He watched me.  That much I could tell.  And he watched me closely.  Yet enough activity took place throughout the area to keep him from primarly focusing on me.  Well, almost.

A male American kestrel (Falco sparverius) perched on a wire (2008_12_25_003262)

I approached while not looking at him except through the viewfinder.  Something about not seeing the forward-facing eyes of a predator looking right at you does wonders with creatures in the wild.  If only I had side-facing eyes like prey animals…  But I digress.

Too close for his comfort and forced to steer my body right at him because of the sun, the game was over as soon as I paused and turned.

A male American kestrel (Falco sparverius) in flight (2008_12_25_003263)

He vanished beyond the bare treetops and I left feeling an opportunity had been lost.

Our third encounter mimicked the second in that I walked south toward Sunset Bay, and that time I decided to be less surreptitious in my attempt to photograph the predator.  I at first didn’t realize he was there likely because he was hunting.  Only after I walked through the thin forest atop the Dreyfuss Club hill did I remember the falcon, and it was then I turned and walked down toward the lake to see if I could find him.

It didn’t take long.  As soon as I reached the clearing, I saw a bird land atop a tree near the shore, a bird too large to be common.  (Let me add I don’t think any wildlife is mundane no matter how ubiquitous it is.  That’s why I take photos of everything I see; no matter how many times I’ve seen it, all of nature fascinates me as though I were a child seeing it for the first time.)

A male American kestrel (Falco sparverius) perched in a treetop (2008_12_28_004089)

That image seemed arbitrary, nothing short of the first grasp at an ethereal ghost.  It would serve me no purpose other than to identify later what I had seen—assuming I never got closer.

But I did get closer.  And that was not a welcome turn of events so far as this kestrel was concerned.

He flitted into the still air and moved away, out over the field, and I feared I had missed my opportunity.  Even at great distance, however, he offered me something I hadn’t imagined: a brief hover-hunt example.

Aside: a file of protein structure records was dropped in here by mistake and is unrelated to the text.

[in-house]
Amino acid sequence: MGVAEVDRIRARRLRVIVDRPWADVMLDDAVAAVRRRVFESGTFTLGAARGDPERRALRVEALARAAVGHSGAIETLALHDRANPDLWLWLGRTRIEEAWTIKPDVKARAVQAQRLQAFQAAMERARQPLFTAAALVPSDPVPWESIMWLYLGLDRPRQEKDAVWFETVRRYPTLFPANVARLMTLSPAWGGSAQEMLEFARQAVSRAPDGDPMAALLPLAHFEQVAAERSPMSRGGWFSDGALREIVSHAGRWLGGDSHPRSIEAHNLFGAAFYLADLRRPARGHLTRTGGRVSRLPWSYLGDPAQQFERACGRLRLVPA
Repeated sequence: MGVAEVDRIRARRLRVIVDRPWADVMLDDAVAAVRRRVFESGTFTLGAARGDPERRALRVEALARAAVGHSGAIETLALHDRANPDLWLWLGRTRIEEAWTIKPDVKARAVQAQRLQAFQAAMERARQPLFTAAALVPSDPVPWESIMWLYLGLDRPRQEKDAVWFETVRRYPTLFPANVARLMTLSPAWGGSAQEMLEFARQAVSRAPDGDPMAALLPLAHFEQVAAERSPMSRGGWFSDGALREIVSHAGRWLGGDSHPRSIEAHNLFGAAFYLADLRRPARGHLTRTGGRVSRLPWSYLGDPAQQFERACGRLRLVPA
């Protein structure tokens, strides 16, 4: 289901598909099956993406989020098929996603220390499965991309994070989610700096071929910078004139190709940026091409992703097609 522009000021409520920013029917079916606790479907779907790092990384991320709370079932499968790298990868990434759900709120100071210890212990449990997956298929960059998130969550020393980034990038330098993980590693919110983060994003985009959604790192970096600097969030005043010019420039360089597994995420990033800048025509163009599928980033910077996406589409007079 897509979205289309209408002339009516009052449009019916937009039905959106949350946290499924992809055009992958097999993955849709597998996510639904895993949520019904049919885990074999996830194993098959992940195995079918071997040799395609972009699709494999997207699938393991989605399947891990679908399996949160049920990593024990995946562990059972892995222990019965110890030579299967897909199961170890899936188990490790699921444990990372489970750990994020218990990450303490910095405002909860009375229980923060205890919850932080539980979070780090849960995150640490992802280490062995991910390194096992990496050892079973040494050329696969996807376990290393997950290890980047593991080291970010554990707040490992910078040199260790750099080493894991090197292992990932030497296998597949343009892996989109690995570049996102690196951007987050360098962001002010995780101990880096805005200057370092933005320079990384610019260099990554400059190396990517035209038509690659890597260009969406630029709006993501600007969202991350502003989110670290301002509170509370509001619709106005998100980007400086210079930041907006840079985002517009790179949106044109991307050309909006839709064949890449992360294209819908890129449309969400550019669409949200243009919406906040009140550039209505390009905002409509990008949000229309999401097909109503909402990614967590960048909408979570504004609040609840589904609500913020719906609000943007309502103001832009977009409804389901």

A male American kestrel (Falco sparverius) hovering above a field (2008_12_28_004092)
A male American kestrel (Falco sparverius) hovering above a field (2008_12_28_004093)
A male American kestrel (Falco sparverius) hovering above a field (2008_12_28_004095)

This species prefers the perch-and-attack method of hunting, but they also utilize the hover-hunt approach when they deem it necessary.  That usually means no agreeable perch can be found and/or winds are such that thermals can be utilized to preserve strength while hovering.

This bout lasted only a minute, maybe less, after which the bird dove into the tall dry grasses.  My approach from downhill meant he vanished.  I feared I’d lost him.

But not so.

As quickly as he disappeared, he climbed back into the air and landed on the phone wires.  And he was quite near where I started this pursuit.  Whatever he thought he was hunting on the ground apparently offered nothing of interest once he had it in his talons.

A male American kestrel (Falco sparverius) perched on a wire (2008_12_28_004127)

My climb back up the hill no doubt resembled a madman chasing headlights as they speed across a wall in front of turning cars.  First this way then that, first uphill then downhill.  What bizarre spectacle I presented to others…

I didn’t care, though.  I wanted a closer look at this beautiful creature, and pictures be damned!  (As I explained to Jenny today, there are times when diving into an encounter and witnessing it sans other concerns means a great deal more than capturing that one image for which publishers do battle.)

I no sooner got within my comfort distance (where I thought I could take a respectable photo given the lens I had on the camera) when I found myself witness to an increasingly familiar sight.

A male American kestrel (Falco sparverius) in flight (2008_12_28_004130)

This bird knew one thing above all others: how to frustrate and tire me.  There I stood at the top of the field and the doggone falcon made a swift retreat back to the bottom, back to the shore, back to where I had first seen it.

So off I went, stumbling through the expanse of uneven ground sloping down toward the lake, and I laughed at myself for what I knew must be the kestrel’s internal joke.  The hill didn’t bother him, didn’t pose any problem for his travels, yet the up-and-down coupled with the down-and-up for a simple biped like me turned it into a battle against fatigue and strain.  How long would I endure this before giving up?

Back to the same tree where it all started, I again tried to act disinterested and unaware.  The kestrel watched me closely even as he continued scanning his range for prey.